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Local Gardeners' Stories Bloom

Garden Voices details lives and loves of gardeners.

The dead of winter is usually the time gardeners greedily consume seed and plant catalogues and dream of what they will grow in the spring.

Garden Voices; Stories of Women and Their Gardens, a book by McLean author Carolyn Rapp, gives gardeners a chance to explore their emotional connection to gardens and gardening. The book features the stories of several local women and delves into the personal aspects of gardening.

"Each woman has such a wonderful, special relationship with their garden," said Rapp of the women she chose to highlight in her book. "I learned that a beautiful garden is one that makes you happy. I, like so many people, flipped through the pages of magazines and looked at these beautiful gardens, like English Cottage gardens which are my favorite, and that was my ideal. But, it's very wise to look at where you live and create a garden that is in harmony with that," said Rapp.

The women and the gardens profiled each have a unique story. One chapter illustrates the parallels between gardening and relationships. While some couples work together seamlessly in the garden to create one unified blooming vision, other couples must work to merge their individual views of how the garden should look. Still other couples may give each other space to work their own section of land within their property.

Another chapter shows how a gardener used her passion for growing things to aid her in her fight against breast cancer. Another uses her garden to express her creativity and uses the blooms as a painter would to create visual art.

MARY POCKMAN of McLean, has a garden that provides her with pleasure as well as teaching opportunities. Her garden is dedicated to native plants. Pockman once served as the president of the native plant society and has been a longtime advocate of utilizing and protecting native plants. Gardening, says Pockman, "is not a homogenous undertaking."

Pockman explains that her style of gardening is really about being attentive to what is around you. "I think the first step to loving anything is paying attention. Many people don't pay attention to anything except people and perhaps mammals with big, soulful eyes," said Pockman.

Rapp, through women like Pockman, has learned to work with her land rather than trying to force her ideal garden on the property she has. "There's a part of my garden that comes back every year and there's a part where I experiment. I've become much more sensible," said Rapp. "My shade garden has taught me to be more observant. A lot of the plants in a shade garden are more subtle."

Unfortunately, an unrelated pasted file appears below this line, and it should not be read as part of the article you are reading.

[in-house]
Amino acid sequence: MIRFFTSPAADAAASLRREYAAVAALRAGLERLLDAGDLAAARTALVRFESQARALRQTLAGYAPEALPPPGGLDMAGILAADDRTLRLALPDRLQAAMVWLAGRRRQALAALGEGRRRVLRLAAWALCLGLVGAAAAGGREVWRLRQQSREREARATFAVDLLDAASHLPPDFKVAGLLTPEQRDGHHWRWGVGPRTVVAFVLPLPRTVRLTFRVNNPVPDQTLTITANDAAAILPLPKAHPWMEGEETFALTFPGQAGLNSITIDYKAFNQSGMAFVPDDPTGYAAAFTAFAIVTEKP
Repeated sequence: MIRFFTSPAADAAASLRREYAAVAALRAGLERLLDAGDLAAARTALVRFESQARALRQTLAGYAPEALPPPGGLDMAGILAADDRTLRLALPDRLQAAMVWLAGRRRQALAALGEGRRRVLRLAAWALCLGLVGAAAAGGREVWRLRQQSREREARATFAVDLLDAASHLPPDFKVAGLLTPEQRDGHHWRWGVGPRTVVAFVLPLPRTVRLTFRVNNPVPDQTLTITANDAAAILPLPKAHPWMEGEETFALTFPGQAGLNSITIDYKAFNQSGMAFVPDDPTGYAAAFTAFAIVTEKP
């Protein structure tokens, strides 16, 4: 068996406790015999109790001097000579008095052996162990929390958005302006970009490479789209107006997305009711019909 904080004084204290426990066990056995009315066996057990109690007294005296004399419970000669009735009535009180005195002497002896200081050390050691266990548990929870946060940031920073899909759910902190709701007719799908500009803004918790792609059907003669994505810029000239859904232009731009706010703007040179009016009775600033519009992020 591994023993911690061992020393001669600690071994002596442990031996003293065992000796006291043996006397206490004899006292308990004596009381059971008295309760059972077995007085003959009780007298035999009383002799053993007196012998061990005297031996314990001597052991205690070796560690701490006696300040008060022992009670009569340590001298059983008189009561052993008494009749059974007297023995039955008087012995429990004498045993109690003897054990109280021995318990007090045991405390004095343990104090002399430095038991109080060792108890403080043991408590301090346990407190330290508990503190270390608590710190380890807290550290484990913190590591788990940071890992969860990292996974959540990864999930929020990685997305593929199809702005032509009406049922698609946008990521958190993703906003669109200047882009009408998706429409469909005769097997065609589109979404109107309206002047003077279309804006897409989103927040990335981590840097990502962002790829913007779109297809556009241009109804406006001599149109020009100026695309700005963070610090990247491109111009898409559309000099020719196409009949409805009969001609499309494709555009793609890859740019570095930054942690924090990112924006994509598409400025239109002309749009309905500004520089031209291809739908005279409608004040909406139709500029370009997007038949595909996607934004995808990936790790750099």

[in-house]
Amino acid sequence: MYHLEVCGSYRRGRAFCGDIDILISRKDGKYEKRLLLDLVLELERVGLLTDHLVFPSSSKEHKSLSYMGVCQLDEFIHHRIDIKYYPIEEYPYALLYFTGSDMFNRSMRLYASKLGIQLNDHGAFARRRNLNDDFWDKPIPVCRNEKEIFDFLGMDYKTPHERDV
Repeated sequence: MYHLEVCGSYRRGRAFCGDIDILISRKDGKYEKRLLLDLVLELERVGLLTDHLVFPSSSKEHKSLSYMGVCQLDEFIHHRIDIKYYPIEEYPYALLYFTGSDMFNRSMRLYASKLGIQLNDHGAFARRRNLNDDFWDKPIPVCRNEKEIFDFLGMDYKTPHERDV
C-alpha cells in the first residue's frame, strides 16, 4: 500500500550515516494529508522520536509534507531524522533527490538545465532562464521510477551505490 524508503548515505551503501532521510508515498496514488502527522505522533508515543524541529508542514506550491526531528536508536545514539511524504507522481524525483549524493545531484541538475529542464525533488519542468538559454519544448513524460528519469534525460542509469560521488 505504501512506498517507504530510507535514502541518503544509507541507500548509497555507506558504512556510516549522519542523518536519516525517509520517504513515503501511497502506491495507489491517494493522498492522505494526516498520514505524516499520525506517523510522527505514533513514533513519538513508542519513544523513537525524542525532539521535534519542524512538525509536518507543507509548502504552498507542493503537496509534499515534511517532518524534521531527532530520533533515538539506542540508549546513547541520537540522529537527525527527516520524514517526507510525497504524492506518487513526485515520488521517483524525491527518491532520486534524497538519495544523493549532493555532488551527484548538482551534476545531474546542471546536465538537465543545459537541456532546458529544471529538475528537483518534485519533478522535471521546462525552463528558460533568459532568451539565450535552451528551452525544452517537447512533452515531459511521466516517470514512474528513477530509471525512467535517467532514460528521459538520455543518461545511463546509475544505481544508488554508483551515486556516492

Garden Voices, Pockman said, gives the reader "a broader view about what gardening is about. I was fascinated by the very different approaches the women took." American gardeners have a long tradition of dispensing advice and tips to each other, rather than seeking formal education. Rapp's book exemplifies that approach through the trial and error, successes and failures of the women's gardens.

Rapp found each woman and her garden through serendipity. At first she talked with gardeners she knew personally but was quickly directed to other women through an informal gardening network. "I didn't have a preconceived notion about it, it just evolved, " said Rapp. "People would either say she's a really interesting woman or she has a great garden. It was always one or the other. I interviewed about 25 women. I tried to choose stories that were distinctly different from each other."

ACCORDING TO Julie Mehr, Rapp then found the gardeners and showed up with a tape recorder asking questions. "She was really cute with her tape recorder asking about gardening," said Mehr.

Mehr and her family are something of a legend, if not a tradition, around McLean because of their nursery and flower stand, Mehr Brothers, in the heart of McLean. The chapter "Zoe and Julie's story" is different from the others in that it features a commercial enterprise. The sheer intensity of the gardening done at Mehr's however, makes their efforts equal parts labor of love and back breaking.

The gardening done at Mehr Brothers is almost a community garden, given the numbers of people who enjoy the blooms as they drive through the section of McLean where the nursery is located. Years ago, according to Mehr, chairs and a picnic table were set up on the grounds for locals to sit and relax in. "I love the sense of community that we've created here," said Mehr. "We've gotten to know so many of our customers so well over the years that it feels like we are one big extended family and this connection is very gratifying," Mehr said.

Rapp's book allows the reader to explore a very private aspect of gardening through the eyes of a dozen gardeners of all types and aptitudes. With several inches of snow now blanketing the ground, it's an ideal time to think not only about what to put into the soil next year, but about what you will be taking from it. Garden Voices is like a trowel for gardeners hoping to make the most of their efforts.

Garden Voices is available March 1st in bookstores, through online booksellers or online at www.gardenvoices.com.